Blog Tours · Books · Non-Fiction · Paul Anthony Jones

#blogtour: The Cabinet of Linguistic Curiosities by Paul Anthony Jones (@HaggardHawks) @eandtbooks

Today, I am delighted to be featuring an extract from The Cabinet of Linguistic Curiosities: A Yearbook of Forgotten Words by Paul Anthony Jones as part of the blog tour.

The Cabinet of Linguistic Curiosities is a fun book which you can dip in and out of and discover a forgotten word for each day of the year accompanied by a fascinating story significant to that date.

I would like to take this opportunity to thank Alison Menzies and Elliott & Thompson for asking me to take part in the tour and for sending me a copy of this delightful book.

Scroll down to find out more about The Cabinet of Linguistic Curiosities and to discover the rather interesting forgotten word for today, 30 October.

~ Book Blurb ~

A whole year’s worth of linguistic curiosities, just waiting to be discovered.

Within these pages you might leap back in time, learn about linguistic trivia, follow a curious thread or wonder at the web of connections in the English language.

1 January quaaltagh (n.) the first person you meet on New Year’s Day

1 April dorbellist (n.) a fool, a dull-witted dolt

12 May word-grubber (n.) someone who uses obscure or difficult words in everyday conversation

25 September theic (adj.) an excessive drinker of tea

24 December doniferous (adj.) carrying a gift

Paul Anthony Jones has unearthed a wealth of strange and forgotten words: illuminating some aspect of the day, or simply telling a cracking good yarn, each reveals a story. Written with a light touch that belies the depth of research it contains, this is both a fascinating compendium of etymology and a captivating historical miscellany. Dip into this beautiful book to be delighted and intrigued throughout the year.

~ Entry in The Cabinet of Linguistic Curiosities ~

30 October

panshite (n.) a state of panic, confusion, or uproar

Panshit or panshite is a fairly questionably spelled Scots dialect word for what the Scottish National Dictionary defines as ‘a flurry, to-do, state of excitement, panic, or muddle’. Quite where such a peculiar word comes from is a mystery, but the dictionary’s theory is certainly a plausible one: panshit might be a local corruption of pansheet or panshard, meaning ‘a shard of broken pottery’. The association with panic or disorder, so the theory goes, may have come from ‘the practice of breaking and throwing these in large quantities into houses on Shrove Tuesday’, presumably in some age-old custom that is now, thankfully, as obsolete as the word panshit itself.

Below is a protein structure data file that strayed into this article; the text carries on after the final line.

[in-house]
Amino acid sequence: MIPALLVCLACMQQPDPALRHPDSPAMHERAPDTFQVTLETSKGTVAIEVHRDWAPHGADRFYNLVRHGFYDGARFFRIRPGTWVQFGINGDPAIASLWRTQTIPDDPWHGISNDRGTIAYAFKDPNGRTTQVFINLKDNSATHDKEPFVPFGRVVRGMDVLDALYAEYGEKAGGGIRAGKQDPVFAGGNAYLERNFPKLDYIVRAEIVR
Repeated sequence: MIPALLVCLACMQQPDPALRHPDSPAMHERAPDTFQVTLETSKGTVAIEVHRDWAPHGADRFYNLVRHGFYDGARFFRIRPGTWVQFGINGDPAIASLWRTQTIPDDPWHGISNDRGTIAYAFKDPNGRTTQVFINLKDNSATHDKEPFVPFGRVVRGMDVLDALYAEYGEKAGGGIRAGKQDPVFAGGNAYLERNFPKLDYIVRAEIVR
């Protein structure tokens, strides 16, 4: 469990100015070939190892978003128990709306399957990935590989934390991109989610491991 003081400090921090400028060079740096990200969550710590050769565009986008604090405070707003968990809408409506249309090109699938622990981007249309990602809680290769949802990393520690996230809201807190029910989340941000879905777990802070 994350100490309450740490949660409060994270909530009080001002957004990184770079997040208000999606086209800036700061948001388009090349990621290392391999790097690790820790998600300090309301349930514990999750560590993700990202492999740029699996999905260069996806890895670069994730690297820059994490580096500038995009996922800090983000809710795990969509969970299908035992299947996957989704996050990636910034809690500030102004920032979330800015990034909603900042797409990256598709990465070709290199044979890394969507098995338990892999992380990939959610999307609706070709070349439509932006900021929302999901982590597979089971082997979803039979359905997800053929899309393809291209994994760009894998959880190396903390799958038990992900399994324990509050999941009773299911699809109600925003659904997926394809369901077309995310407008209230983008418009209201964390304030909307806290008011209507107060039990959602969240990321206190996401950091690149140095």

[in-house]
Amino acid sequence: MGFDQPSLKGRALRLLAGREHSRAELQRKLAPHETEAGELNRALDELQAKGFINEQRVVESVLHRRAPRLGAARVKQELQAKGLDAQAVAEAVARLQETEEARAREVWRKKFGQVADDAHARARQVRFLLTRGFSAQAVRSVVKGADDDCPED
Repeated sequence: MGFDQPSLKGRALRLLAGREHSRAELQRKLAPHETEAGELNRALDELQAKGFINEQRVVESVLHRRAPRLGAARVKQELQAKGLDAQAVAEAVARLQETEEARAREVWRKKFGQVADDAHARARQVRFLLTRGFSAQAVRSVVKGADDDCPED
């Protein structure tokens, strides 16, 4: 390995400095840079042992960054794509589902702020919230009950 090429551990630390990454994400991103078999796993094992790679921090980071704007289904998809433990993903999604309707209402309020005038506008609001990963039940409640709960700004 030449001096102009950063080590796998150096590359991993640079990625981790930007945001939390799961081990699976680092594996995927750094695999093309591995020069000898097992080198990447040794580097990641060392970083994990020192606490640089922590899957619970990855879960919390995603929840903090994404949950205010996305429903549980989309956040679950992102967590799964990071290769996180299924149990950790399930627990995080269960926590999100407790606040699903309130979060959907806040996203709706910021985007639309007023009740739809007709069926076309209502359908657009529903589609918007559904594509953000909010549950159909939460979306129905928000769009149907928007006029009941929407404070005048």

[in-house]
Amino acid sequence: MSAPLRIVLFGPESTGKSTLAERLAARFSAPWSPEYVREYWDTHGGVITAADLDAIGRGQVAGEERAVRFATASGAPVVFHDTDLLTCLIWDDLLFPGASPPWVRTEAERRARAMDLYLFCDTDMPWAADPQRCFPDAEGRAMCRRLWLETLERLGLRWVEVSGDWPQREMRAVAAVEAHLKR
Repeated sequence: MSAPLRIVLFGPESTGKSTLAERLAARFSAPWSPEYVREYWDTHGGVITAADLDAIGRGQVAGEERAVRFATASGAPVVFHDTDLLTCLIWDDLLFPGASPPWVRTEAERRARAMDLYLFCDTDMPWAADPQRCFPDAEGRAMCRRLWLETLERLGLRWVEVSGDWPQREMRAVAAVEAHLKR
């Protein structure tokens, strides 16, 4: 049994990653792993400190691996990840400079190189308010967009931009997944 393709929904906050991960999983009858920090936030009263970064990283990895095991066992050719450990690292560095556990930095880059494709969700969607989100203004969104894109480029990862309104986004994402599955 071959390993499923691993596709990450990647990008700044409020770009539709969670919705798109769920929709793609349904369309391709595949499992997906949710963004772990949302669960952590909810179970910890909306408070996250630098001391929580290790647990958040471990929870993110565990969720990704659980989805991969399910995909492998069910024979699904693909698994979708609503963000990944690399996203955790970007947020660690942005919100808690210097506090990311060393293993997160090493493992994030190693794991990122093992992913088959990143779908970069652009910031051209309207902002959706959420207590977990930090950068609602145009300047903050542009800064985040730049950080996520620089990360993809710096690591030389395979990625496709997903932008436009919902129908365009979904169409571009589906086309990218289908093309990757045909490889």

On the subject of panic and disorder, it was on 30 October 1938 that Orson Welles’ infamous dramatisation of H. G. Wells’ novel The War of the Worlds (1898) was first broadcast. Updated for a twentieth-century American audience, Welles’ version of
the story was written as a series of news broadcasts reporting a violent Martian invasion in near real time. From reports of distant explosions on the surface of Mars to a crowd of onlookers being vaporised by a ray gun fired from an alien craft, the events of the invasion steadily escalate until an attack on New York City describes terrified people jumping ‘like rats’ into the East River and tourists in Times Square ‘falling like flies’. Finally, radio static is interrupted by a broadcaster ominously asking, ‘Isn’t there anyone on the air? Isn’t there – anyone?’

Welles’ broadcast was chillingly effective – in fact, almost too effective. The following morning, the New York Times ran with the front-page headline, ‘Radio Listeners in Panic, Taking War Drama as Fact’.

~ About Paul Anthony Jones ~

PAUL ANTHONY JONES is something of a linguistic phenomenon. He runs @HaggardHawks Twitter feed, blog and YouTube channel, revealing daily word facts to 39,000 engaged followers. His books include Word Drops (2015) and The Accidental Dictionary (2016). His etymological contributions appear regularly, from the Guardian to the Telegraph, Buzzfeed to Huffington Post and BBC Radio 4.

~ Where to find Paul Anthony Jones ~

Twitter       Website

~ Where to find The Cabinet of Linguistic Curiosities ~

The Cabinet of Linguistic Curiosities was published by Elliott & Thompson on 19 October 2017 and is available via the following links:

Amazon UK    Amazon US    Goodreads

 ~ Follow the Tour ~

CLC blog tour poster

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Books · Liz Fenwick · Recommended Reads · Reviews

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Books · Carol Drinkwater · Recommended Reads · Reviews · The Riviera Woman

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~ Book Blurb ~

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~ Book Blurb ~

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Advanced Review Copy · Books · Brigid Coady · Recommended Reads · Reviews · The Riviera Woman

Find my review of Persuading Austen by Brigid Coady (@beecee) at The Riviera Woman

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